Nieves Burney and venture partner Sig Mosley knew monetary capital alone would not change the landscape. Zane Access is how Nieves Burney is sowing the seeds of a sustainably equitable venture capital environment. Nieves Burney first got the idea for Zane Access in conversations with entrepreneurs who needed access to intangible support rather than funding. Within the Zane Access tab, you will find the 12-Week Pre-Capital Program (to ensure capital readiness), the Founder Roadmap Forums & Events (for greater access to non-capital resources), Zane AccessU (to get young entrepreneurs in their pipeline), and the Access Network Membership (just like it sounds). Nieves Burney says, “all of this is intentional to make sure that diverse entrepreneurs have everything they need.”
Contextualization and Self-Consciousness Within the Industry
“If you bring diversity around the table, you can have diversity of thought”Shila Nieves Burney, Founding and Managing Partner of Zane Venture Fund
We asked Nieves Burney what she thinks the industry needs to do for tangible change to come about. Her answer? More diversity at the partner level. “If you bring diversity around the table, you can have diversity of thought… And then you can bring in other [diverse] companies that some of these folks may miss.” Nieves Burney also emphasizes that everyone, historically underrepresented or not, needs to be actively promoting diversity, “not just diverse people, right?” In the end, as Nieves Burney summed up, “it takes all of us.”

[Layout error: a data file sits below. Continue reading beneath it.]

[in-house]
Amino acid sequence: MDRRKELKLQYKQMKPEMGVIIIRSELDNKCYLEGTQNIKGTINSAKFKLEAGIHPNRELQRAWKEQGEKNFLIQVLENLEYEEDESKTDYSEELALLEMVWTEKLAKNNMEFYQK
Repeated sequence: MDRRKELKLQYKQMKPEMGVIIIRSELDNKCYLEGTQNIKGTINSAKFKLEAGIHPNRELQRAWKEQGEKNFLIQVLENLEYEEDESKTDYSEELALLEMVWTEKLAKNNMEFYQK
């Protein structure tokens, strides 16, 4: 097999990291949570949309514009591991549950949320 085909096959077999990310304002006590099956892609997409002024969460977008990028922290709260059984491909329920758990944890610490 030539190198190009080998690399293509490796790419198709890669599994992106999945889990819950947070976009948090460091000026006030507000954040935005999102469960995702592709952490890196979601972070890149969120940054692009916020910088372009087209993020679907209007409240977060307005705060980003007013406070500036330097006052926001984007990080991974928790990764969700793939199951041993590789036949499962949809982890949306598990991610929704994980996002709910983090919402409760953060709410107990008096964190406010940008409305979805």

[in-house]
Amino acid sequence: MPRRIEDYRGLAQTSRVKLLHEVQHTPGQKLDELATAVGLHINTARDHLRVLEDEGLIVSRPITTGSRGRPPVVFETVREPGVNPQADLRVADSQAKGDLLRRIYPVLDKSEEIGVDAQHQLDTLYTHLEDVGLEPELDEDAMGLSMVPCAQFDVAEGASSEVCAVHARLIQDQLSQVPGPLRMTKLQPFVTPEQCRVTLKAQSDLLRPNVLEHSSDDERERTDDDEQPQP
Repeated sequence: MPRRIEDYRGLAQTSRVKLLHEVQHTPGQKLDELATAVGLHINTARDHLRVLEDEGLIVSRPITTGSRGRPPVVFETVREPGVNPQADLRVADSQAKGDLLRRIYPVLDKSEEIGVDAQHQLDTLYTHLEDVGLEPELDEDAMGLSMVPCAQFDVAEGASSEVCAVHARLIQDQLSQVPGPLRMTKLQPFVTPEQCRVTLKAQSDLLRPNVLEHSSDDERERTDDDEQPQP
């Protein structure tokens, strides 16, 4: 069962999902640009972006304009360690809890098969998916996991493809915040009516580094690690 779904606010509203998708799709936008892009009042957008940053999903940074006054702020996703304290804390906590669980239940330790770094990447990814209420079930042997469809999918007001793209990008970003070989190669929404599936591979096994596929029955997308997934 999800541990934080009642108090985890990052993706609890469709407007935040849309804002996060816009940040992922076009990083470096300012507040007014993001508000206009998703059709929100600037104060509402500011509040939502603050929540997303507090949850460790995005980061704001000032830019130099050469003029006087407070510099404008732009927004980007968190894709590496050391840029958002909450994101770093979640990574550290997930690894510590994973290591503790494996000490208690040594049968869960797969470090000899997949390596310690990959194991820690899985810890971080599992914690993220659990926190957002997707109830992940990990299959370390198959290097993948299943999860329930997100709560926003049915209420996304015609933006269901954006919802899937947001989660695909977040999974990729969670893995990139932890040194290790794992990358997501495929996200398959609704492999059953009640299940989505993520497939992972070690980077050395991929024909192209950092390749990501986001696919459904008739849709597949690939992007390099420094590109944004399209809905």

Nieves Burney also cited an issue with a recent Bloomberg article titled “Investing in VC Funds for Diverse Founders is Getting Competitive” . Nieves Burney states, “The headline sent the wrong signal to the market, in my opinion.” Her fear is that people will walk away thinking, “Oh, no, we’ve written enough checks for diversity. We’re good now. We don’t have to do it anymore.” In truth, Nieves Burney argues, “10 funds or 100 funds could be started and we still won’t catch up to the money that’s already been placed in the market of people [that] have had the advantage to take part in it.”
We need more Zane Venture Funds.
Finally, regarding the Black Lives Matter movement following the death of Geoge Floyd, Breonna Taylor, Ahmaud Arbery and so many more, Nieves Burney implores other VC firms to not only make a statement, but to take action. Rather than going back to our corners and continuing business as usual, we need to “get back to the fight again.
- Collin West, Gopinath Sundaramurthy, and Marlon Nichols. “Deconstructing the Pipeline Myth and the Case for More Diverse Fund Managers – Kauffman Fellows.” Accessed July 23, 2020. https://www.kauffmanfellows.org/journal_posts/the-pipeline-myth-ethnicity-fund-managers.
- Stengel, Geri. “The Next Decade Will Bring More Venture Capital To Female Founders,” January 1, 2020. https://www.forbes.com/sites/geristengel/2020/01/01/the-next-decade-will-bring-more-venture-capital-to-female-founders/#9c7159b6b0fe.
- Rocío Lorenzo, Nicole Voigt, and Miki Tsusaka, Matt Krentz, Katie Abouzahr. “How Diverse Leadership Teams Boost Innovation.” United States – EN, July 17, 2020. https://www.bcg.com/en-us/publications/2018/how-diverse-leadership-teams-boost-innovation.
- Sarah Mcbride. “Investing in VC Funds for Diverse Founders Is Getting Competitive.” Bloomberg.Com, July 7, 2020. https://www.bloomberg.com/news/articles/2020-07-07/investing-in-vc-funds-for-diverse-founders-is-getting-competitive.